Its a start Al. The Transit will be getting the 3.2L here. The launch of the Transit keeps getting pushed back though. Originally, it was supposed to be out already. The 2015 F150 and Super Duty have taken priority.

      • 0 avatar
        Big Al from Oz

        @bball40dtw
        The great thing about the 3 litre class diesels which many don’t look at is the drivetrains are already mass produced for gasoline V8s.

        This will reduce costs and development time.

      • 0 avatar
        Big Al from Oz

        @bball40dtw
        Also, it appears you could be correct about the Lion moving to the new F-150. But, I would think it would be the premium engine.

        The Lion’s are an expensive engine even by diesel terms, hence they have been used in prestige and luxury vehicles in the past.

        Maybe time has reduced their costs.

        I’m expecting at least 250hp and 440ftlb of torque out of them in the pickups.

      • 0 avatar
        bball40dtw

        Regardless of the specifics, I am happy that there will be more choice in the F-series lineup, and trucks in general.

        I know there are always arguements about medium sized pickups and diesel pick ups around here. While I question how they will both sell, I would love a F150 diesel or even a diesel Ranger. I don’t care if its the 3.0L or 3.2L. I could see either one replacing our large CUV. An aluminium Expedition with the 3.0L diesel would make me openly weep from happiness.

  • avatar
    twintornados

    Ok…why would Ford got through all that when the 3.2L Powerstroke (Duratorq in European trim) is already federalized for Transit Full Size?? The fitment of 3.2L I5 diesel in F150 would be a natural expansion of an already proven powertrain.

  • avatar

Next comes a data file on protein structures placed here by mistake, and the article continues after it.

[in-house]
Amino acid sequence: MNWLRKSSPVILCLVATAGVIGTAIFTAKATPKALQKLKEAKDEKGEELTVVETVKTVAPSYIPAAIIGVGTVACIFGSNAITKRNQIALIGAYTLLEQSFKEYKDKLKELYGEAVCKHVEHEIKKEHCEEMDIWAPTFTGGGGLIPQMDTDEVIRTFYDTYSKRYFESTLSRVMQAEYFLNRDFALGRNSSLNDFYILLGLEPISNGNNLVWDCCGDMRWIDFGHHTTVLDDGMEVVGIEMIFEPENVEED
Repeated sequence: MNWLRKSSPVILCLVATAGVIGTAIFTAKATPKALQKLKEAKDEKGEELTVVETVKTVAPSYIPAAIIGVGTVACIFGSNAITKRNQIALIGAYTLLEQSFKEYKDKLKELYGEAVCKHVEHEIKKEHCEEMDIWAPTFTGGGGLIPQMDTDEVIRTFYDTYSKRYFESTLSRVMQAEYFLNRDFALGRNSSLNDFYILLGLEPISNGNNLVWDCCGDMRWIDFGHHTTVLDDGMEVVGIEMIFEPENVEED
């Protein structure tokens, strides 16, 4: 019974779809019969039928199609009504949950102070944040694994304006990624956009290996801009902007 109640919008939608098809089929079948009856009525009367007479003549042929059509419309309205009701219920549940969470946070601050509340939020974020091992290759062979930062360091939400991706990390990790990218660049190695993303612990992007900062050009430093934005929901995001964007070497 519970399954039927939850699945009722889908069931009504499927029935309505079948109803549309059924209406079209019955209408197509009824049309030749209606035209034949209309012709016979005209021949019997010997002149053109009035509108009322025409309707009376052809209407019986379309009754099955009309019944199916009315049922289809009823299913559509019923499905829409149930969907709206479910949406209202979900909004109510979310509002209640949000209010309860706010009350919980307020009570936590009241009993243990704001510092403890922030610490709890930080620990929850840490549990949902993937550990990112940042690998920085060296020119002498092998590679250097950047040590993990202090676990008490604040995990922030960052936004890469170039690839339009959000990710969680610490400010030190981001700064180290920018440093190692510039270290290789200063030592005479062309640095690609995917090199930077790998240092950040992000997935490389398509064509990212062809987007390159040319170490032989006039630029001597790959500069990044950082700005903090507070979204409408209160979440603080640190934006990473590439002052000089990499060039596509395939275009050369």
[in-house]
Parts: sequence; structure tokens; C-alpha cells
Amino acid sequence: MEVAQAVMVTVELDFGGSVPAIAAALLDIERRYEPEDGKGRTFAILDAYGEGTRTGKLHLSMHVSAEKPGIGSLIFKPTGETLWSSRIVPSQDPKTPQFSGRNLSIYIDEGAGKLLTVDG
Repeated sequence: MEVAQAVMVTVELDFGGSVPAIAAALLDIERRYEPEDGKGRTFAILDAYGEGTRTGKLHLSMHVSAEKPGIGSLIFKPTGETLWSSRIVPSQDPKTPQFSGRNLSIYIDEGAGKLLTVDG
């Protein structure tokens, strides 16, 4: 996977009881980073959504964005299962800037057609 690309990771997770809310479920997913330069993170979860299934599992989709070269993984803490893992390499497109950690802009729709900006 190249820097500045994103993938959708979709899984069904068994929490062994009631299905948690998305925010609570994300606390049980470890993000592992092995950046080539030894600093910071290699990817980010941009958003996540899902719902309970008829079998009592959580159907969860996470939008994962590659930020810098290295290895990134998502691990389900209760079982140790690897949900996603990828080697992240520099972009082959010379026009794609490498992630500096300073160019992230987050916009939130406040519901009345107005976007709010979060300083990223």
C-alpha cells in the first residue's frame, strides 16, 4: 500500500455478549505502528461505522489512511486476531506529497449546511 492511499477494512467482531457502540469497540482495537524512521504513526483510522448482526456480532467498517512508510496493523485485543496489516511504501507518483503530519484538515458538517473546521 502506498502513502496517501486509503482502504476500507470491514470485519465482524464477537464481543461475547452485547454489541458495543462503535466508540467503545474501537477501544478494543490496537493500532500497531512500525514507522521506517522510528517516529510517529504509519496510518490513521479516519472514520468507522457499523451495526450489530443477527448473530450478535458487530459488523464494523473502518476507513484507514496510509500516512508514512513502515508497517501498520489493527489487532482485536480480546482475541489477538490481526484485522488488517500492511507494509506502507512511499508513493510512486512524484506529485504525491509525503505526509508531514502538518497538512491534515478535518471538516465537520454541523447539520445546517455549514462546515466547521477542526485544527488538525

kincaid

    I love to read the pickup truck blog entries. Everything is a threat to manhood. Extra weight is not an advantage ever. Peterbilts have used aluminum cabs for years. Big trucks have aluminum wheels and some even tow beautiful aluminum trailers. This is because every pound of truck is a pound of cargo you can’t haul.
    Get over the aluminum. Thousands of airplanes have been flying around for 50 years…made completely of aluminum. Aluminum is not a threat to your manhood.

    • 0 avatar
      Z71_Silvy

      Airplanes, trailers, and semis are not light duty pickup trucks. Nor are they built by a manufacturer as incompetent as Ford.

      And the trailers and semis still have corrosion issues and issues with paint adherence. Heck, Ford can’t even figure out how to get paint to stick to steel let alone aluminum

      • 0 avatar
        Charliej

        Ford still has not gone bankrupt. GM fanboys seem to forget that.

      • 0 avatar
        mikeg216

        This from a supporter of a company that so tarnished the reputation of diesel engines that it has set back American car buyers so far it has been 30+ years and people still speak of the oldsmodiesel debacle like it was last week.

        • 0 avatar
          Z71_Silvy

          Where are you getting that I’m a supporter of GM?

          Because of a internet username? Wow, the ignorance is strong with this one.

          But at least GM knows weary they are doing when painting a vehicle and how to make a reliable engine that doesn’t guzzle gasoline.

    • 0 avatar
      Big Al from Oz

      @kincaid
      I have seen much and experienced much argument in relation to the US pickup truck crowd.

      The odd issue I have found is many don’t want to know or aren’t prepared to accept change, even if this change is beneficial to them.

      I have found many US bloggers can’t even reason/believe that many countries outside of the US could envisage there are many countries with living standards comparable to the US or even better.